Search Results for Tag: Latin America
Direct democracy via smartphone
You can do just about everything on your smartphone – so why can’t you use it to engage in politics?
For Pia Mancini in Buenos Aires, it’s not just a far-fetched idea. The young activist has developed what she calls a Democracy Operating System – or DemocracyOS -, an open-source platform for political debate. Political parties and organizations and download the system and repurpose it to suit their own program – like a lot of people do with WordPress blogging software.
The idea is that voters all over the world can easily find out what each party stands for and inform themselves properly.
Pia is also a politician herself and co-founder of Argentina’s tech-savvy Net Party.
Listen to Michael Scaturro’s report from Buenos Aires:
DateWednesday 30.07.2014 | 06:51
Young Chilean architect builds houses to last
Earlier this year, fires tore through Chile’s port city of Valparaíso, killing 15 people and burning nearly 3,000 homes to the ground.
Since then, 28-year-old Carolina Moraes, an architect who specializes in social and sustainable housing, has been volunteering her time to help some of the families who lost their homes.
She’s not settling for short-term solutions, but is teaching the locals to help themselves.
Listen to the report by Eilís O’Neill from Valparaíso, Chile:
DateTuesday 22.07.2014 | 12:42
Chilean teen fights homophobia with education
Chile is one of South America’s most socially conservative countries, and discrimination against gays and lesbians is still widespread. In March 2012, 24-year-old Daniel Zamudio was tortured and murdered after his attackers learned of his sexual orientation. And, just this January, 22-year-old Esteban Parada died in a similar attack in downtown Santiago.
Alberto Cid, 18, is determined to turn the tide and put an end to bullying and discrimination in Chile. The answer, he says, lies in education. First, he became president of Movilh Joven, a gay rights activist group that targets youth, and now he’s focused on getting sexual diversity into the local schools’ curricula.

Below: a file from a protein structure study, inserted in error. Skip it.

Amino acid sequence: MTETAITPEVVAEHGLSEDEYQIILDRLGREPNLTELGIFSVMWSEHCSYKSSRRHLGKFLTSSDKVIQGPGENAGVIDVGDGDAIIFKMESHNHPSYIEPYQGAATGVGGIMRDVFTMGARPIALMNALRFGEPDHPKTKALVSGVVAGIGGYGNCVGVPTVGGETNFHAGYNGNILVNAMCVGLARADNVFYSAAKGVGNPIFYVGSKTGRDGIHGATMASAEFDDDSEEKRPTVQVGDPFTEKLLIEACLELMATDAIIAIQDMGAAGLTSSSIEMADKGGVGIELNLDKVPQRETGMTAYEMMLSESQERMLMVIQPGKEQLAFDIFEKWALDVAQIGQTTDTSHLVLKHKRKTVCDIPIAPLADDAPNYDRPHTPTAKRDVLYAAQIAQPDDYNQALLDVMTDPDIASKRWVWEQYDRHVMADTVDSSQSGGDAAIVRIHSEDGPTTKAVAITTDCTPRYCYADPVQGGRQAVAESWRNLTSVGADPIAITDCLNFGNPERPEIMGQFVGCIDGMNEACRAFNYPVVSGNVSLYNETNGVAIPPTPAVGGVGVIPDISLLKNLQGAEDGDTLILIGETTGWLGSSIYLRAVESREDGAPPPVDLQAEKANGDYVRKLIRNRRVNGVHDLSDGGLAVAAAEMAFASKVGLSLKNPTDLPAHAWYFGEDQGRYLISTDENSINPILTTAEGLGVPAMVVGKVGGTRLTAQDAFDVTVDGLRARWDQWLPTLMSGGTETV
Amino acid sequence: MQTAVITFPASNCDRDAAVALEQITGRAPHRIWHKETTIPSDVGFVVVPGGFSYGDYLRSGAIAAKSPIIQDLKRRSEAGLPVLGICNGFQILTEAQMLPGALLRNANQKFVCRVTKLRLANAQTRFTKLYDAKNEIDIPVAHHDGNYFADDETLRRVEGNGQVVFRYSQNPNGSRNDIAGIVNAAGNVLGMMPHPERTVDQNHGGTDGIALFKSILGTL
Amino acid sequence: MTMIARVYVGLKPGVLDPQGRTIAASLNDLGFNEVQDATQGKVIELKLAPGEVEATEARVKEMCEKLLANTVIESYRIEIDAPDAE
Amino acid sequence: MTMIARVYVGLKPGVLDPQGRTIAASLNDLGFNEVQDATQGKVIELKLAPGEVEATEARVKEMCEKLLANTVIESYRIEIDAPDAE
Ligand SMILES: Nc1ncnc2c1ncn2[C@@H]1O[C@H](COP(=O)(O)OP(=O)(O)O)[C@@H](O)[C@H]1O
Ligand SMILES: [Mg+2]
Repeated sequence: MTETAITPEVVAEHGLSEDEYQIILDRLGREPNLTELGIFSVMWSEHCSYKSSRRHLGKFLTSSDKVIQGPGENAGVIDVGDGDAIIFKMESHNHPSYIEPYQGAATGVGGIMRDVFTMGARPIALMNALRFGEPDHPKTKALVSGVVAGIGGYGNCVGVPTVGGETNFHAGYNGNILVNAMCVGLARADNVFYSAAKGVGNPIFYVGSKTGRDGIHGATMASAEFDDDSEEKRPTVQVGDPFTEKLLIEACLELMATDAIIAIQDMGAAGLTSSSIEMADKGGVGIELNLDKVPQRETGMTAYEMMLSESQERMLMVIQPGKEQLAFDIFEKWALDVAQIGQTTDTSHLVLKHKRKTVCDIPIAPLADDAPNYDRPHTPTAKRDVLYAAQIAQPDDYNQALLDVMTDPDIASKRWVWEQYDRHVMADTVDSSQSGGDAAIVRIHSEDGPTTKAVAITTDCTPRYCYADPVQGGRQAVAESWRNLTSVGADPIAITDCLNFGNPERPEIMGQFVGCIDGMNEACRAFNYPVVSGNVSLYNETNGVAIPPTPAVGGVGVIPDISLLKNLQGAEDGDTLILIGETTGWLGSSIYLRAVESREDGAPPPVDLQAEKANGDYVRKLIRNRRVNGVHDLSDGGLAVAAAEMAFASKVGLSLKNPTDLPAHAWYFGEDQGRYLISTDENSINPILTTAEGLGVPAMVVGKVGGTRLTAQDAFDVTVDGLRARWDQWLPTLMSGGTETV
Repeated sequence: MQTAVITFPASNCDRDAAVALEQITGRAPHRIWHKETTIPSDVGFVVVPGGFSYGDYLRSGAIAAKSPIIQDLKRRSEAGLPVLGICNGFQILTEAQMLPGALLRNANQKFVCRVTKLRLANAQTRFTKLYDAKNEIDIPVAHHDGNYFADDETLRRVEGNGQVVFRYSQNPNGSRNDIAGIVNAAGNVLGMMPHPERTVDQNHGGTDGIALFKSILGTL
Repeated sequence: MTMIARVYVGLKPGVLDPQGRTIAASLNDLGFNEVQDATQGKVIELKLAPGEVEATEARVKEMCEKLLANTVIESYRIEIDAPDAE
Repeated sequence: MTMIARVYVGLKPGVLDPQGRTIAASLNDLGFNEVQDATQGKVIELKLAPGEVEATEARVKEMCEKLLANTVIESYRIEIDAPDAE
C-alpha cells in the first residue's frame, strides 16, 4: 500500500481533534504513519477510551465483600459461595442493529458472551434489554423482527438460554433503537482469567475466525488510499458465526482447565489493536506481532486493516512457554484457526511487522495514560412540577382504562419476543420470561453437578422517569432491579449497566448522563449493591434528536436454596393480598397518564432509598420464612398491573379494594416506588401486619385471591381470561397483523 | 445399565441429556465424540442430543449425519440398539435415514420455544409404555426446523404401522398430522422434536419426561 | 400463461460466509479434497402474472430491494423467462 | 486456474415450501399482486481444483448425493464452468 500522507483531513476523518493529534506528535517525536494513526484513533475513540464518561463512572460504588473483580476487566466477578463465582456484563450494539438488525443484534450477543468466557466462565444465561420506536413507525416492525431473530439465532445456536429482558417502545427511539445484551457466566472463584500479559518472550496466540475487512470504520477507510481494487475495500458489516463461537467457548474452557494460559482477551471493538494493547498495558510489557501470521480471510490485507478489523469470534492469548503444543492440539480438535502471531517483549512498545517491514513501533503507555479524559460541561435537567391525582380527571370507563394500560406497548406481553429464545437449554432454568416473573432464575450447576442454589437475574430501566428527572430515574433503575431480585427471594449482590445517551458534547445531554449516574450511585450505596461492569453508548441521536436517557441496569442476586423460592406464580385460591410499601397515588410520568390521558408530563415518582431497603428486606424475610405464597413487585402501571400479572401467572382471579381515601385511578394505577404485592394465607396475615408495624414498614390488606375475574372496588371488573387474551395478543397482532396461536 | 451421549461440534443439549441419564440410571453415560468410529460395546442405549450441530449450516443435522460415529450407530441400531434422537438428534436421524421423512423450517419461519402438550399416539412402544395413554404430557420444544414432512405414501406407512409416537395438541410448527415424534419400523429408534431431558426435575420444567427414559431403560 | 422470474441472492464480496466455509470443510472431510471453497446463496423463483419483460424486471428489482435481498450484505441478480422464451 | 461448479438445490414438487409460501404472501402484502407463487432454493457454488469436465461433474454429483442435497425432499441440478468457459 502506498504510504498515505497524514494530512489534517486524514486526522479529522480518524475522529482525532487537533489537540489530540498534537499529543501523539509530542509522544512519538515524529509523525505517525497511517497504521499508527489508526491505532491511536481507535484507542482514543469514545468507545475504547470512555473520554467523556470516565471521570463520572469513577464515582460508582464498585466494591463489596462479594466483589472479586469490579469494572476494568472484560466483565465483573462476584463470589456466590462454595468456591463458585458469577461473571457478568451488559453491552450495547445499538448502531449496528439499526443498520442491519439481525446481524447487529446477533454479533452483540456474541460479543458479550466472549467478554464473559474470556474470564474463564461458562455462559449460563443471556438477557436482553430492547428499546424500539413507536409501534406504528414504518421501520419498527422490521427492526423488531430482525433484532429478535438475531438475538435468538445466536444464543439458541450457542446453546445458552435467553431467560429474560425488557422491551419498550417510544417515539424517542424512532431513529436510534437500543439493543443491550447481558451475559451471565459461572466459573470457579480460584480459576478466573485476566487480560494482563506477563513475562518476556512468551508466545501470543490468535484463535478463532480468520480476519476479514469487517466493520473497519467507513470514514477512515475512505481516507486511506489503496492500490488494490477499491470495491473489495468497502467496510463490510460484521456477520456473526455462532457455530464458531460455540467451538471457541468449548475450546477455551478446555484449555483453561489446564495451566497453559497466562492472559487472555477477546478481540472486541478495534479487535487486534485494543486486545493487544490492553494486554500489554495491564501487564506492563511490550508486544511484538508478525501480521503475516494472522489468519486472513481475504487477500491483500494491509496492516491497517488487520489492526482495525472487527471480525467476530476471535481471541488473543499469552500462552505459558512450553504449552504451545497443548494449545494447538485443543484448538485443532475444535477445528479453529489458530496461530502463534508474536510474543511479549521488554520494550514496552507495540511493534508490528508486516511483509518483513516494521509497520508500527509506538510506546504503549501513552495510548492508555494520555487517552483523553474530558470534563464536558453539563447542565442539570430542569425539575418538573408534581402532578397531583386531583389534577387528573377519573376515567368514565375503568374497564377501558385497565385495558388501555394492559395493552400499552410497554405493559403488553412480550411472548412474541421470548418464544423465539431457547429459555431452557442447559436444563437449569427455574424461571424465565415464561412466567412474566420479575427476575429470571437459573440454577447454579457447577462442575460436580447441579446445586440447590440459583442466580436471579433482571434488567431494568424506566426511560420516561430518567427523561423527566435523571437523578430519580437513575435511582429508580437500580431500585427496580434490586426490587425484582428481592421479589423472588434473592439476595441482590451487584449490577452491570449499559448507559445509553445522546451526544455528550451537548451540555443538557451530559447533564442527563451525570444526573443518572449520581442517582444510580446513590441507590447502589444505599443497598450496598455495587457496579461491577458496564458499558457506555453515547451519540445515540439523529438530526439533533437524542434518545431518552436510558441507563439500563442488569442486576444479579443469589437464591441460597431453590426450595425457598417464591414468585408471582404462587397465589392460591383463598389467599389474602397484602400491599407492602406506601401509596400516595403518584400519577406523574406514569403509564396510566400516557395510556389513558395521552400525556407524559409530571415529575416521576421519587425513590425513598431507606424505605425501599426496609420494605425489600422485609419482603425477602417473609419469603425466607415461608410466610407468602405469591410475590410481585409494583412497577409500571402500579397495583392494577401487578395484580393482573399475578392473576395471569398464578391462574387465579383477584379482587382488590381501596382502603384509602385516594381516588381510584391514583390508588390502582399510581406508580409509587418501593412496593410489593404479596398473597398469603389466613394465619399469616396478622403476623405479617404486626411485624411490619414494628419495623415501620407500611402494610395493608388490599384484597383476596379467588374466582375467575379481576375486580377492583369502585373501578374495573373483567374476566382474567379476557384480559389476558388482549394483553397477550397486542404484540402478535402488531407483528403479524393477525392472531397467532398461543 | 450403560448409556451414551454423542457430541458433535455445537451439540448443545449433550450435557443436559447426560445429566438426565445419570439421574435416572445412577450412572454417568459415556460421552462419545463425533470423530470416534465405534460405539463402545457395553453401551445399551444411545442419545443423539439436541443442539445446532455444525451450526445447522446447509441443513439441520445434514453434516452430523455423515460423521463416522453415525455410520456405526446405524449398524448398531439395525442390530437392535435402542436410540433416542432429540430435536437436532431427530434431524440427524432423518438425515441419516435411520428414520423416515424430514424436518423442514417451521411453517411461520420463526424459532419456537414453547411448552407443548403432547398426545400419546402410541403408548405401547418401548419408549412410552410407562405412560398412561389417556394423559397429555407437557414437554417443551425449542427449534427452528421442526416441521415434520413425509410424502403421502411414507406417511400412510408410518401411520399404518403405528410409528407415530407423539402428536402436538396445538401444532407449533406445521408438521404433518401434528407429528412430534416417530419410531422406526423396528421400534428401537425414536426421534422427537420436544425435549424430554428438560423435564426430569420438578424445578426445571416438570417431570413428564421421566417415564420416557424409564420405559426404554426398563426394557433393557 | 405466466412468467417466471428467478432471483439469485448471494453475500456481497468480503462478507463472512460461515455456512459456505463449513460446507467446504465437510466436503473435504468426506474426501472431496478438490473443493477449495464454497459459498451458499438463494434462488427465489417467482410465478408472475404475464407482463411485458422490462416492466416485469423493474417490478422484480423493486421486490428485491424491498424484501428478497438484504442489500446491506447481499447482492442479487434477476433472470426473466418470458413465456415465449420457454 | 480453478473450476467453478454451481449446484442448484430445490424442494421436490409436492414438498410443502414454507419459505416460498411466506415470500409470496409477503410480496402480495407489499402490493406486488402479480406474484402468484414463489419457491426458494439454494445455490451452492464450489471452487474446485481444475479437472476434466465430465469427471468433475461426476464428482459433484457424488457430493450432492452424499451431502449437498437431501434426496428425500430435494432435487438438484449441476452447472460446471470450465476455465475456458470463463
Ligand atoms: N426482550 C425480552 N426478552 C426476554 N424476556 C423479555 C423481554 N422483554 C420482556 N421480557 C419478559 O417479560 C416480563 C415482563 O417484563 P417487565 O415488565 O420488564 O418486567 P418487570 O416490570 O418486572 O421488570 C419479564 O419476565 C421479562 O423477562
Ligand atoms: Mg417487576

Listen to the report by Eilís O’Neill in Santiago, Chile:
DateTuesday 01.04.2014 | 10:18
Hope for Chile’s poorest
Emil Schneider, a 19-year-old from Germany, was shocked to see with his own eyes that the poorest of the poor in Chile are not having their basic needs met. That’s why he signed up as a volunteer with TECHO, an organization that works with at-risks family in the slums.
Tamara Ramos, a coordinator for TECHO says the group’s aim is to empower those living in extreme poverty to find jobs so that they can reach long-term financial stability.
Listen to the report by Francisco Tapia in Vina Del Mar, Chile:
DateTuesday 12.11.2013 | 13:32
Project runway in Buenos Aires
Many young women in the shantytowns of Buenos Aires struggle with drug abuse or unwanted pregnancy. Learning to walk with self-confidence can change that, says Guido Fuentes. So he opened a modeling school.
Listen to the report by Eilis O’Neill in Buenos Aires:
DateTuesday 21.05.2013 | 12:30
Brazilian hiphop artist promotes respect for women
Six out of 10 Brazilians know a woman who’s experienced domestic violence, according to a recent survey. Hiphop artist André Luis Machados in Rio de Janeiro uses his music to get people to rethink violence against women.
Listen to the report by Naomi Conrad in Rio de Janeiro: